How to format your references using the Ticks and Tick-borne Diseases citation style

This is a short guide how to format citations and the bibliography in a manuscript for Ticks and Tick-borne Diseases. For a complete guide how to prepare your manuscript refer to the journal's instructions to authors.

Using reference management software

Typically you don't format your citations and bibliography by hand. The easiest way is to use a reference manager:

PaperpileThe citation style is built in and you can choose it in Settings > Citation Style or Paperpile > Citation Style in Google Docs.
EndNoteFind the style here: output styles overview
Mendeley, Zotero, Papers, and othersThe style is either built in or you can download a CSL file that is supported by most references management programs.
BibTeXBibTeX syles are usually part of a LaTeX template. Check the instructions to authors if the publisher offers a LaTeX template for this journal.

Journal articles

Those examples are references to articles in scholarly journals and how they are supposed to appear in your bibliography.

Not all journals organize their published articles in volumes and issues, so these fields are optional. Some electronic journals do not provide a page range, but instead list an article identifier. In a case like this it's safe to use the article identifier instead of the page range.

A journal article with 1 author
Gammon, K., 2014. Gene therapy: editorial control. Nature 515, S11-3.
A journal article with 2 authors
Manne, A.S., Richels, R.G., 2001. An alternative approach to establishing trade-offs among greenhouse gases. Nature 410, 675–677.
A journal article with 3 authors
Sharma, B., Mandani, S., Sarma, T.K., 2013. Biogenic growth of alloys and core-shell nanostructures using urease as a nanoreactor at ambient conditions. Sci. Rep. 3, 2601.
A journal article with 4 or more authors
Rappuoli, R., Del Giudice, G., Nabel, G.J., Osterhaus, A.D.M.E., Robinson, R., Salisbury, D., Stöhr, K., Treanor, J.J., 2009. Public health. Rethinking influenza. Science 326, 50.

Books and book chapters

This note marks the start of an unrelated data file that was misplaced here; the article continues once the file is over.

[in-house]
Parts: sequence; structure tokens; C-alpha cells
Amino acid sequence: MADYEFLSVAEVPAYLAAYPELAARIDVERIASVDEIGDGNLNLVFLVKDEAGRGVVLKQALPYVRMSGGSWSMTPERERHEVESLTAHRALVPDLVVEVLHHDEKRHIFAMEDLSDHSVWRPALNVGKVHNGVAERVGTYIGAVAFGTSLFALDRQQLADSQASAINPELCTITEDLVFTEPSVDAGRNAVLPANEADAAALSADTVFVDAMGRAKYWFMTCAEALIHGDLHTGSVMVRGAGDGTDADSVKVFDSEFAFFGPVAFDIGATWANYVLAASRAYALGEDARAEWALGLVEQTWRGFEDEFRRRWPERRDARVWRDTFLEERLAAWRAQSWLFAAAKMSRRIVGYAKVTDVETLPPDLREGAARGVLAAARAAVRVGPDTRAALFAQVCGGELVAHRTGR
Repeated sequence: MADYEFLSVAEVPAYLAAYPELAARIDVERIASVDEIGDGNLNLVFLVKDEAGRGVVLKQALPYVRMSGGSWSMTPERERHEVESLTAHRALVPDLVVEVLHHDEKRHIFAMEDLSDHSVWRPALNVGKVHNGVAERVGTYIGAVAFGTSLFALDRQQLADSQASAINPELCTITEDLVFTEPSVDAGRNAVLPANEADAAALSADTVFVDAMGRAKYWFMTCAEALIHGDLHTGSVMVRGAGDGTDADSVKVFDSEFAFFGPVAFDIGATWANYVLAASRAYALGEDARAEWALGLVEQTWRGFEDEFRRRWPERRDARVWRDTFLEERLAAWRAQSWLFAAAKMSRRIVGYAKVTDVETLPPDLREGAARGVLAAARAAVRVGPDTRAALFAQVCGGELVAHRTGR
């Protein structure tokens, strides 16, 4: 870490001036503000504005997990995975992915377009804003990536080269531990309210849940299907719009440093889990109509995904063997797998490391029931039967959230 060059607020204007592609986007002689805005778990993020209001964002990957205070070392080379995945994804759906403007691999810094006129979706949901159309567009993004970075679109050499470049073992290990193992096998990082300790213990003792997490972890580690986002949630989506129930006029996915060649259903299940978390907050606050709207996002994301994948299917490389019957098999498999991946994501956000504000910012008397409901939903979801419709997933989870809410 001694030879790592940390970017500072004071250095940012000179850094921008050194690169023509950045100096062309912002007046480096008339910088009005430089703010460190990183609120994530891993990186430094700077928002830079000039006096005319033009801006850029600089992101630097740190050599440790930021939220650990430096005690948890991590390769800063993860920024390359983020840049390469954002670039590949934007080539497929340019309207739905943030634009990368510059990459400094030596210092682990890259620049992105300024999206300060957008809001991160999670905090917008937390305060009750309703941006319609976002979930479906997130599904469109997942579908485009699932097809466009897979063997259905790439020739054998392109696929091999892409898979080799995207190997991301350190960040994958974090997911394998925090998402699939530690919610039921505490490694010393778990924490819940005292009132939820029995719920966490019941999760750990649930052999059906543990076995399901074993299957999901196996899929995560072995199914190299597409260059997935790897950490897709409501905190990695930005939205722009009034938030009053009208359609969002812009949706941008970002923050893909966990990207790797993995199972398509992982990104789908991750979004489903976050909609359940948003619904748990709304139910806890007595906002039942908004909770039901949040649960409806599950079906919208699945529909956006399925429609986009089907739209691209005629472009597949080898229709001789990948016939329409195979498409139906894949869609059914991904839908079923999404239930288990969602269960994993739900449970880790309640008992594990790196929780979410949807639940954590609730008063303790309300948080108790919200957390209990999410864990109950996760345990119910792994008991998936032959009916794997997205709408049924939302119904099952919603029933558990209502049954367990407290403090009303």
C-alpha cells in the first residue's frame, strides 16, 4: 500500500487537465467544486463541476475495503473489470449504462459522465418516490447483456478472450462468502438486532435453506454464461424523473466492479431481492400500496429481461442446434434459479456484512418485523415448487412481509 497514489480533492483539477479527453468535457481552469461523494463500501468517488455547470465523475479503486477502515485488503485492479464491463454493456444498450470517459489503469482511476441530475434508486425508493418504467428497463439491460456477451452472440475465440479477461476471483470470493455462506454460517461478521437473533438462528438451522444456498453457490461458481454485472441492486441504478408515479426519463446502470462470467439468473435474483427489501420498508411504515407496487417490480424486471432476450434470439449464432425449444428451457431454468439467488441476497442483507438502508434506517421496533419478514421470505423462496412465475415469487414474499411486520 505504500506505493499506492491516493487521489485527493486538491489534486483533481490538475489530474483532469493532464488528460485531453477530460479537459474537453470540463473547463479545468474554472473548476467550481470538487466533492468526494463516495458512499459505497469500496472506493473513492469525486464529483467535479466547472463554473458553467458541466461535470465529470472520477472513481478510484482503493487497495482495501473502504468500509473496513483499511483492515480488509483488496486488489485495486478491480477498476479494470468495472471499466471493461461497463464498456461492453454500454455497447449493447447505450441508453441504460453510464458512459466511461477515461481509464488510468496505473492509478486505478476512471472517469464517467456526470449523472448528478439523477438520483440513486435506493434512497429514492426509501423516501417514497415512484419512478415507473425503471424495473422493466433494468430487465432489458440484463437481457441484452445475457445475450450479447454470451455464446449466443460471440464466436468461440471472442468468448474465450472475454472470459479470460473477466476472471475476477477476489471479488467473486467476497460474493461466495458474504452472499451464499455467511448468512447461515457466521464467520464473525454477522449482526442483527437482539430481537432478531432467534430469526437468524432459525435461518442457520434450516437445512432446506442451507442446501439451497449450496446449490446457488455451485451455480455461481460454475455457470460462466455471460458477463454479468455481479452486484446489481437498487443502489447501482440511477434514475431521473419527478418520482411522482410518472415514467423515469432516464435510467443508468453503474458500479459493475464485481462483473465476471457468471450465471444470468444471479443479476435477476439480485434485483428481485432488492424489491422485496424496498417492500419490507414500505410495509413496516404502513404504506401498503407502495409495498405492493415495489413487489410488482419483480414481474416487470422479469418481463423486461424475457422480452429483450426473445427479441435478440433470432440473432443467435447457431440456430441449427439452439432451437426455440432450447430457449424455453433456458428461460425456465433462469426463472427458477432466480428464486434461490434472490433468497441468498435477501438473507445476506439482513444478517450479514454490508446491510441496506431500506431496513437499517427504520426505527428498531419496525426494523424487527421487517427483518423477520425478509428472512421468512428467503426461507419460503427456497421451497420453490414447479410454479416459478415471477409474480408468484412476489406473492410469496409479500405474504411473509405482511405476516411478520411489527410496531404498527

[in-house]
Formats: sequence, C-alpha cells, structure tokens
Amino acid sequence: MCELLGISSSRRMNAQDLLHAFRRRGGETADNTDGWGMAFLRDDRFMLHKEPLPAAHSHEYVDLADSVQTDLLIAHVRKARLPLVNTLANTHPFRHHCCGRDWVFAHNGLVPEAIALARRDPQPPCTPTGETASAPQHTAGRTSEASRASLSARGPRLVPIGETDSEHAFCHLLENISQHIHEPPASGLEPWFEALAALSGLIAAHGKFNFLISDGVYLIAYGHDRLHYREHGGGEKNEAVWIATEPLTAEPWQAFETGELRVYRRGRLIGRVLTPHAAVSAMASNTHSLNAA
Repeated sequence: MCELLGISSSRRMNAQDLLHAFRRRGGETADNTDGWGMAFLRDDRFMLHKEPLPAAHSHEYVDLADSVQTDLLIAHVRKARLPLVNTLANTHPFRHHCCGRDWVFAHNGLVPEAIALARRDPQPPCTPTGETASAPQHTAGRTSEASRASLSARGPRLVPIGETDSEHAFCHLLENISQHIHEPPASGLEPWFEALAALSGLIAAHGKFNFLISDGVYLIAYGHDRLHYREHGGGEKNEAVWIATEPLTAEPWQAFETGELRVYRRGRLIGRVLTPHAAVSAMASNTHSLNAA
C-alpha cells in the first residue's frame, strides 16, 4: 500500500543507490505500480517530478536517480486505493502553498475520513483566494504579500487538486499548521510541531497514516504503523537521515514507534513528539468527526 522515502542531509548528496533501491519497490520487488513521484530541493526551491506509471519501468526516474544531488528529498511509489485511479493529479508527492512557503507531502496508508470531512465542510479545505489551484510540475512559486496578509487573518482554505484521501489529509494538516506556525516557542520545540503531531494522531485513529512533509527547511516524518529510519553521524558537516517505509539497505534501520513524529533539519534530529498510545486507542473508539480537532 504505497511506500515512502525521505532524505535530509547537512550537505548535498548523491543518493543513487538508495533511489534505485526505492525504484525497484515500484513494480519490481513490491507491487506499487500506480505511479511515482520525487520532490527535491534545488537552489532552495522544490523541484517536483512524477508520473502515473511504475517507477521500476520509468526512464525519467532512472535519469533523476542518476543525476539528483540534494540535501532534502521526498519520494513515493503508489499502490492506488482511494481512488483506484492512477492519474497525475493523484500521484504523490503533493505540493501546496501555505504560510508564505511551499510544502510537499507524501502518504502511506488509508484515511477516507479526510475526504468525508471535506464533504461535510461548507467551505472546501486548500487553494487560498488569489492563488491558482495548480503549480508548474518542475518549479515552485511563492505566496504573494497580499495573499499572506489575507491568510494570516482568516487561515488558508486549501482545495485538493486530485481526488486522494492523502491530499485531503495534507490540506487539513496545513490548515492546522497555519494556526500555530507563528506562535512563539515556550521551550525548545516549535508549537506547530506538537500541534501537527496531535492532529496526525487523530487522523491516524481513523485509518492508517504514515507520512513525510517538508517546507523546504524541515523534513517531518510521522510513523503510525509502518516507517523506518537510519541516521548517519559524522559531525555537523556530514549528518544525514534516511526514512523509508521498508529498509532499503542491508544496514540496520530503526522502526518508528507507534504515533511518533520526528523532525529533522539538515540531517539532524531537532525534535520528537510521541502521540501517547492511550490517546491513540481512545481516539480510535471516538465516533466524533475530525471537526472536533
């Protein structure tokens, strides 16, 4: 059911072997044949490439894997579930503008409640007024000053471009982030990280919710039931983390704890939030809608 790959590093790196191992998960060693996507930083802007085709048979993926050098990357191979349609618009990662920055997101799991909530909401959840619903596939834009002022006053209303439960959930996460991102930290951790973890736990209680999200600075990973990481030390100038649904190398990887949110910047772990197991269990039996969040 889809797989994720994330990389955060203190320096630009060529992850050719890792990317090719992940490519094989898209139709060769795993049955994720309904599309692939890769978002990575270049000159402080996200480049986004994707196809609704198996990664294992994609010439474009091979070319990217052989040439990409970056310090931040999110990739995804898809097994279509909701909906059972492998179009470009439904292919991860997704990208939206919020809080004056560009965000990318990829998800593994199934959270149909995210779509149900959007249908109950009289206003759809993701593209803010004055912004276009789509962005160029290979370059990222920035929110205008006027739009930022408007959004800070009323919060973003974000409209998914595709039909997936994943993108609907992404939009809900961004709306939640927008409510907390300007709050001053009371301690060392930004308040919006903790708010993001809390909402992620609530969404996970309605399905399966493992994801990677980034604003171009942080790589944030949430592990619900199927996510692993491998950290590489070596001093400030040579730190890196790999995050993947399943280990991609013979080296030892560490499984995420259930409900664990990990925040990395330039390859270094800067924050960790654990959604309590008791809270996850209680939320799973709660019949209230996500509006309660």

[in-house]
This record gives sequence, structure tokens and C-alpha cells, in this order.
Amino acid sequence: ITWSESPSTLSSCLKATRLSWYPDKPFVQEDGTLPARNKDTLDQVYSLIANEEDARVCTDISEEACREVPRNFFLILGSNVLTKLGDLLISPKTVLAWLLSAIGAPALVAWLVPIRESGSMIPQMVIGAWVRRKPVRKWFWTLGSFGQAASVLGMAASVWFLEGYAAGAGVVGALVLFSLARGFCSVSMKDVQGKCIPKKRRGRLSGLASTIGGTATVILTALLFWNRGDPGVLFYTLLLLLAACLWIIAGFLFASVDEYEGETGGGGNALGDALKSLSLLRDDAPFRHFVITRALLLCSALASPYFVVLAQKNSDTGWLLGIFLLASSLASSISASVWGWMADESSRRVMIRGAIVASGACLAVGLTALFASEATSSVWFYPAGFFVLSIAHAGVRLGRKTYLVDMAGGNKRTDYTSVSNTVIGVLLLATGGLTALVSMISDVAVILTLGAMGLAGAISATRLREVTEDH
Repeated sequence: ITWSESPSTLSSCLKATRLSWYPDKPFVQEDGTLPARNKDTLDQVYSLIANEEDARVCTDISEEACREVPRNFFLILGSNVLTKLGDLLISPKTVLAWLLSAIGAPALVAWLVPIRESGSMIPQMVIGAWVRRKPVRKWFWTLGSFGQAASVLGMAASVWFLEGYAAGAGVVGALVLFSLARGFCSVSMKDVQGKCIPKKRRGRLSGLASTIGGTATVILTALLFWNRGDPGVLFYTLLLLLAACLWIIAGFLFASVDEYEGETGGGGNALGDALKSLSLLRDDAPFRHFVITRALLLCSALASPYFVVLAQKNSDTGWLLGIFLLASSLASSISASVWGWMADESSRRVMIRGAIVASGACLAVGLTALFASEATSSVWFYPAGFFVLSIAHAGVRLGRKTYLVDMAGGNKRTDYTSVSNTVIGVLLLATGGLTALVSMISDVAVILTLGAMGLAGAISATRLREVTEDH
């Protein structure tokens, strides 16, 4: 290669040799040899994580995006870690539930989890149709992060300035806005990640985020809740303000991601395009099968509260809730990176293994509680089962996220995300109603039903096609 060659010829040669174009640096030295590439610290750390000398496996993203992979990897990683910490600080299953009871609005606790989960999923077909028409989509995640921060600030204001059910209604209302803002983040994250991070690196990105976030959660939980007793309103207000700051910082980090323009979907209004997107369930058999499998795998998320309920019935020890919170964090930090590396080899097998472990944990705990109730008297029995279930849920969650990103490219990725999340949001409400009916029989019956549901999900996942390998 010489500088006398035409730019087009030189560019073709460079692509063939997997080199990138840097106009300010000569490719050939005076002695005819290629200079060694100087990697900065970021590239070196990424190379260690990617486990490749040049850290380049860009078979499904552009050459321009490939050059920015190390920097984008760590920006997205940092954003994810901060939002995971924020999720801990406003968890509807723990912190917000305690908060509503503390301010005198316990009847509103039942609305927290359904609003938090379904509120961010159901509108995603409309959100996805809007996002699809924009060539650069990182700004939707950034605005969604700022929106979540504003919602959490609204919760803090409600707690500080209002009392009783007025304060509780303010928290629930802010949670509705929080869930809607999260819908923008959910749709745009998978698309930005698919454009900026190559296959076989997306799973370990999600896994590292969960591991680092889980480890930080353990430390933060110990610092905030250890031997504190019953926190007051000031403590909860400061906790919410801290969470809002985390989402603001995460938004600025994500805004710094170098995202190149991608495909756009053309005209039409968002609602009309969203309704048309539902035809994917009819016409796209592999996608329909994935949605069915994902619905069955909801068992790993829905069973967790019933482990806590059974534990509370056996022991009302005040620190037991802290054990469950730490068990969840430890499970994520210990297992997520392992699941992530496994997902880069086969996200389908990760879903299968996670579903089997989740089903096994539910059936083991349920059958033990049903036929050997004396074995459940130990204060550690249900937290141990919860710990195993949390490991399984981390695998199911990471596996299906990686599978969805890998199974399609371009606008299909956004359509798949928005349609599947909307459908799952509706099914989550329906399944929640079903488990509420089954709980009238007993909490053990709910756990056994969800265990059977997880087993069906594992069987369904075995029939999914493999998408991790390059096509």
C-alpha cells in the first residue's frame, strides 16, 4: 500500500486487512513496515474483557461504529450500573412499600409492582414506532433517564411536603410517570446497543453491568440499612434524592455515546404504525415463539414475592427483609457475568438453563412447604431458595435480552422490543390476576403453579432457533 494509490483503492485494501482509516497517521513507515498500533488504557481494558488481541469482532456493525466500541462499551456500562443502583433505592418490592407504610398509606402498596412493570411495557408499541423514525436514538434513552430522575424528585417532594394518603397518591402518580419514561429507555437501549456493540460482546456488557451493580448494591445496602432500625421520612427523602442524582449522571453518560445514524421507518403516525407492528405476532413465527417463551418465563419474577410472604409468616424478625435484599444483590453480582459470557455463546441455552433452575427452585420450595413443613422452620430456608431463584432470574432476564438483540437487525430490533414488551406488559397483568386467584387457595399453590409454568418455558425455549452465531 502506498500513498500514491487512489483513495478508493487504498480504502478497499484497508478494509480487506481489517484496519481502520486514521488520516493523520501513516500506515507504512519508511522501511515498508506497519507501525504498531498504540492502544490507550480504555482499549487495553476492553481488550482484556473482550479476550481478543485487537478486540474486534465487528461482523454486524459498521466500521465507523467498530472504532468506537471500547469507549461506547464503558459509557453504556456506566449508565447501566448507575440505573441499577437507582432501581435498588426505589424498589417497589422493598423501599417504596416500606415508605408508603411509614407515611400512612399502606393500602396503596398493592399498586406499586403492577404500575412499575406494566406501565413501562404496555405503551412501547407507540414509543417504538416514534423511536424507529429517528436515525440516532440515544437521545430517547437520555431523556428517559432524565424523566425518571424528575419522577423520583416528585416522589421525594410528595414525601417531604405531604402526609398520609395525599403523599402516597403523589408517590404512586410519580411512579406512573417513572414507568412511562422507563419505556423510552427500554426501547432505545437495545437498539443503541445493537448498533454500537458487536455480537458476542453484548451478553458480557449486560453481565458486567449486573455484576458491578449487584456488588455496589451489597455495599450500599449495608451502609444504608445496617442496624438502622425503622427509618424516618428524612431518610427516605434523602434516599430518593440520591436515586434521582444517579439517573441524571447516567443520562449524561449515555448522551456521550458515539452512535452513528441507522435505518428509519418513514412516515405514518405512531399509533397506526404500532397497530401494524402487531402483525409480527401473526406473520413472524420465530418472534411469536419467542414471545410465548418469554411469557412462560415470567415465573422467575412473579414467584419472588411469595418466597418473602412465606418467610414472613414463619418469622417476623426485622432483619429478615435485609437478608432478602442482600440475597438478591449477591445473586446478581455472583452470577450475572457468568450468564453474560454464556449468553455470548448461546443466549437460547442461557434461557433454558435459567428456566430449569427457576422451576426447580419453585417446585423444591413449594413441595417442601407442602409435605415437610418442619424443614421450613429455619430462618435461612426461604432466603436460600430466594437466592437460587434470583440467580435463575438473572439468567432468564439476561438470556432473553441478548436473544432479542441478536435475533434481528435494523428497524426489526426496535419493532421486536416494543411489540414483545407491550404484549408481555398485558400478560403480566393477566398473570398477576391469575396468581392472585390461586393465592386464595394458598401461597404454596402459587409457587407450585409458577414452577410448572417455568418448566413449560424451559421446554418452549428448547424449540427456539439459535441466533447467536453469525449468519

Here are examples of references for authored and edited books as well as book chapters.

An authored book
Daïan, J.-F., 2014. Equilibrium and Transfer in Porous Media 2. John Wiley & Sons, Ltd, Chichester, UK.
An edited book
Grehn, F., Stamper, R. (Eds.), 2006. Glaucoma, Essentials in Ophthalmology. Springer, Berlin, Heidelberg.
A chapter in an edited book
Stacul, F., 2006. Late Adverse Reactions to Intravascular Iodinated Contrast Media, in: Thomsen, H.S. (Ed.), Contrast Media: Safety Issues and ESUR Guidelines, Medical Radiology. Springer, Berlin, Heidelberg, pp. 27–31.

Web sites

Sometimes references to web sites should appear directly in the text rather than in the bibliography. Refer to the Instructions to authors for Ticks and Tick-borne Diseases.

Blog post
Andrew, D., 2017. How Mapping Teenagers’ Brains Has Helped Us Understand More About Schizophrenia [WWW Document]. IFLScience. URL (accessed 10.30.18).


This example shows the general structure used for government reports, technical reports, and scientific reports. If you can't locate the report number then it might be better to cite the report as a book. For reports it is usually not individual people that are credited as authors, but a governmental department or agency like "U. S. Food and Drug Administration" or "National Cancer Institute".

Government report
Government Accountability Office, 1987. Federal Aviation Administration’s Acquisition of the Advanced Automation System (No. T-IMTEC-87-6). U.S. Government Printing Office, Washington, DC.

Theses and dissertations

Theses including Ph.D. dissertations, Master's theses or Bachelor theses follow the basic format outlined below.

Doctoral dissertation
Larson, E.B., 2014. Bahamian Quaternary geology and the global carbon budget (Doctoral dissertation). Mississippi State University, Mississippi State, MS.

News paper articles

Unlike scholarly journals, news papers do not usually have a volume and issue number. Instead, the full date and page number is required for a correct reference.

New York Times article
Yablonsky, L., 2011. Harsh Realities. New York Times ST3.

In-text citations

References should be cited in the text by name and year in parentheses:

This sentence cites one reference (Gammon, 2014).
This sentence cites two references (Gammon, 2014; Manne and Richels, 2001).

Here are examples of in-text citations with multiple authors:

  • Two authors: (Manne and Richels, 2001)
  • Three or more authors: (Rappuoli et al., 2009)

About the journal

Full journal titleTicks and Tick-borne Diseases
AbbreviationTicks Tick Borne Dis.
ISSN (print)1877-959X
ScopeInsect Science
Infectious Diseases

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